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Creating and sharing knowledge for animal owners everywhere.
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Science - Self Selection - Disorders - Diseases - Plant Energetics - Animal Communication - Healing - Releases and the list goes on....
I can not over emphasise the importance of both elimination and assimilation during spring. Our animals bodies have so much to do at this time of year and all those vital cellular processes require time to break down and renew.
So while the body is busy building and enjoying increased nutrition, its equally as important to remove the cellular debris. To remove the products of winter inflammation so that the body is clear and clean, reviatalised anew. This puts our animals in the optimum position for movng forward into the summer period of excess.
Aside from the gastrointestinal system, the liver, blood, urinary and skin are the main organs used for the process of elimination. Absolutley vital during the spring.
The liver and gastrointestinal tract share a connection to the hepatic portal vein, This vein delivers nutrtion and all toxins extracted from the process of digestion to the liver for processing. In some cases these products do not get processed...
Fantastic if you are blessed with space to let them take over a bit and you are able to plant a wide variety.
But if not, you really want to pick some plants that are going to be selected more often than not, something that is a little bit tough and can cope with being nibbled and chewed. You want resilient herbs.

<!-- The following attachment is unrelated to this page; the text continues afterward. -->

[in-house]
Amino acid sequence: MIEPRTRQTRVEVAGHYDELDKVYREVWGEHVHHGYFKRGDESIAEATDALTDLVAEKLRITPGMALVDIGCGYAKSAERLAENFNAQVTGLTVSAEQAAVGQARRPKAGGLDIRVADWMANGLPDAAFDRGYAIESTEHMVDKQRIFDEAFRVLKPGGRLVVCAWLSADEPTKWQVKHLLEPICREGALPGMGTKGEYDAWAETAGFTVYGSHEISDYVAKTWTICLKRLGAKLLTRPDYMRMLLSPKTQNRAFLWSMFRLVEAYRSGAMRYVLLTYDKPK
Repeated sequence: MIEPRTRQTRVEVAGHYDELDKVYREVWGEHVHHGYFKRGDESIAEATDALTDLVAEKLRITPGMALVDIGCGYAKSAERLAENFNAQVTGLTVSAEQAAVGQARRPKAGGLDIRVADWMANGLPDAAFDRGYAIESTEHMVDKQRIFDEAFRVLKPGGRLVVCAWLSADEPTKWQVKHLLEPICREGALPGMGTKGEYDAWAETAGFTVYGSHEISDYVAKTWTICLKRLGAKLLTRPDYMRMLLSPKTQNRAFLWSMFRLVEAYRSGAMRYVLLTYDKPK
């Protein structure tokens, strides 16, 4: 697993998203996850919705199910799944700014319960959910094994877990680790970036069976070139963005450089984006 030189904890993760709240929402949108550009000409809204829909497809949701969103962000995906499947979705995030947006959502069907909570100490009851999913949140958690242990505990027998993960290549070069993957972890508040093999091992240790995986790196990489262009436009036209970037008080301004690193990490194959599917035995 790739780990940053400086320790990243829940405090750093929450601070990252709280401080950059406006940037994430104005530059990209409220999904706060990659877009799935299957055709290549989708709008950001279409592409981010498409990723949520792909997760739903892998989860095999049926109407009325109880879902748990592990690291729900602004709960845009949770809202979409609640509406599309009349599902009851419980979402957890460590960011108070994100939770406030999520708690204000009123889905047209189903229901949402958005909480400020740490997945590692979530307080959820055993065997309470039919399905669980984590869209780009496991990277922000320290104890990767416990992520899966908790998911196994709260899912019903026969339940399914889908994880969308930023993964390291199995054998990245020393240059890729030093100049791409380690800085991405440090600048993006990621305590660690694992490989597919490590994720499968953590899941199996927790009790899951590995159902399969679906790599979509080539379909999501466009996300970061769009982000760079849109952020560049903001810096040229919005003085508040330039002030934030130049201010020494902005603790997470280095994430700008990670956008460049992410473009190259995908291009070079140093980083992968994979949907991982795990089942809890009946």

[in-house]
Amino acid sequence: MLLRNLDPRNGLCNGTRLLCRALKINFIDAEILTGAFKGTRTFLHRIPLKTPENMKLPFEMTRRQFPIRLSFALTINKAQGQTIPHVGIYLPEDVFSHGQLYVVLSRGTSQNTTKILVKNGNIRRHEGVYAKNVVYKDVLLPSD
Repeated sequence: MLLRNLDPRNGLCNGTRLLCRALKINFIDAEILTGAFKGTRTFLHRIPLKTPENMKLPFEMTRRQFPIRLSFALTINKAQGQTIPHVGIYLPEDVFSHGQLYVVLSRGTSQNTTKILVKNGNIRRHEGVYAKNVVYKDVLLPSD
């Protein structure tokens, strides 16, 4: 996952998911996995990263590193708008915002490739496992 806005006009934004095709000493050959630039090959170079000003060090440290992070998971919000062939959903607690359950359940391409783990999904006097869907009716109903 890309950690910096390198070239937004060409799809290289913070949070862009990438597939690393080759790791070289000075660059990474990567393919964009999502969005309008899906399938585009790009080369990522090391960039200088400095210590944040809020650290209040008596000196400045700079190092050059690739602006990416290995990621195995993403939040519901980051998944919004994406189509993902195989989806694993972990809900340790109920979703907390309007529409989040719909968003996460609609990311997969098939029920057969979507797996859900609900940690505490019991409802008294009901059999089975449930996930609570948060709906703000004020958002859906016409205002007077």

Resilience comes in many shapes and sizes in the plant world but for longevity i would recommend starting with herbaceous perennials. Shrubs can be fantastic for some structure - they just dont take very well to being chewed and can easily be de-barked, thus killing off the plant. Herbaceous perennials on the other hand, they can take a bit of damage from a self selecting dog. They can be rolled on and rubbed up against by even the biggest of dogs and...
This wonderful plant is native to hedgerows, embankments and field margins throughout the temperate zones of the northern hemisphere. With distinct and delicate looking feathery leaves once recognised it is easy to identify from early spring onwards. By June it can reach 60-70cm!! Flowering stems put out clusters of small white flowers sometimes mistaken for cow parsley at a distance.
Introduced into New Zealand and Australia as cattle feed it has also gained a strong foothold in the southern hemisphere.
Yarrow takes its Latin name (Achillea) from the legendary Greek warrior Achilles.
famed through homer’s Iliad and his part in the Trojan War. Achilles was said never to be without yarrow in battle.
In western herbal medicine yarrow is used for its astringent and diaphoretic qualities primarily. Pre conventional medicine, yarrow’s ability, when applied directly to wounds in a poultice as means...